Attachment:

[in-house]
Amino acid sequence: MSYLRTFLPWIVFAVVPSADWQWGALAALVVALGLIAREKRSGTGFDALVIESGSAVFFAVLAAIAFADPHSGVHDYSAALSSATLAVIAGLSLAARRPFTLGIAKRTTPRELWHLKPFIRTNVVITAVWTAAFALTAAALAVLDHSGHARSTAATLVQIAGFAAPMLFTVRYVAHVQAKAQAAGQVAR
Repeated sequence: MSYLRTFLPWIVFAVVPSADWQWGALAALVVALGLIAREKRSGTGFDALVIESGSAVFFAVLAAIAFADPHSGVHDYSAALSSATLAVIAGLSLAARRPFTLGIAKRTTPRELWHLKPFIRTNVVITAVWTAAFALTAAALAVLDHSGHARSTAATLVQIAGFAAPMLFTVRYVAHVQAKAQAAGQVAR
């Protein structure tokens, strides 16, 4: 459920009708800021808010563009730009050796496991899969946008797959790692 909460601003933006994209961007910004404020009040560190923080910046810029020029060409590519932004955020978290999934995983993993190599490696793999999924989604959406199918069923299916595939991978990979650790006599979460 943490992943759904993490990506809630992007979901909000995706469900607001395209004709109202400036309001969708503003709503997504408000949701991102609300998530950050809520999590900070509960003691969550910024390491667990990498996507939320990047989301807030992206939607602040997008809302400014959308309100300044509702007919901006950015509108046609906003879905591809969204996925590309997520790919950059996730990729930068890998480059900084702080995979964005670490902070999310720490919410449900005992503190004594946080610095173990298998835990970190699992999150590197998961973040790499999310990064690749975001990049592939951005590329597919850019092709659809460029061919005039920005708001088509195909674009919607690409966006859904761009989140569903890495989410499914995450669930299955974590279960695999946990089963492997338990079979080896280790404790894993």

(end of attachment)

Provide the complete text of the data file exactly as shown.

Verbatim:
[in-house]
Amino acid sequence: MSYLRTFLPWIVFAVVPSADWQWGALAALVVALGLIAREKRSGTGFDALVIESGSAVFFAVLAAIAFADPHSGVHDYSAALSSATLAVIAGLSLAARRPFTLGIAKRTTPRELWHLKPFIRTNVVITAVWTAAFALTAAALAVLDHSGHARSTAATLVQIAGFAAPMLFTVRYVAHVQAKAQAAGQVAR
Repeated sequence: MSYLRTFLPWIVFAVVPSADWQWGALAALVVALGLIAREKRSGTGFDALVIESGSAVFFAVLAAIAFADPHSGVHDYSAALSSATLAVIAGLSLAARRPFTLGIAKRTTPRELWHLKPFIRTNVVITAVWTAAFALTAAALAVLDHSGHARSTAATLVQIAGFAAPMLFTVRYVAHVQAKAQAAGQVAR
């Protein structure tokens, strides 16, 4: 459920009708800021808010563009730009050796496991899969946008797959790692 909460601003933006994209961007910004404020009040560190923080910046810029020029060409590519932004955020978290999934995983993993190599490696793999999924989604959406199918069923299916595939991978990979650790006599979460 943490992943759904993490990506809630992007979901909000995706469900607001395209004709109202400036309001969708503003709503997504408000949701991102609300998530950050809520999590900070509960003691969550910024390491667990990498996507939320990047989301807030992206939607602040997008809302400014959308309100300044509702007919901006950015509108046609906003879905591809969204996925590309997520790919950059996730990729930068890998480059900084702080995979964005670490902070999310720490919410449900005992503190004594946080610095173990298998835990970190699992999150590197998961973040790499999310990064690749975001990049592939951005590329597919850019092709659809460029061919005039920005708001088509195909674009919607690409966006859904761009989140569903890495989410499914995450669930299955974590279960695999946990089963492997338990079979080896280790404790894993």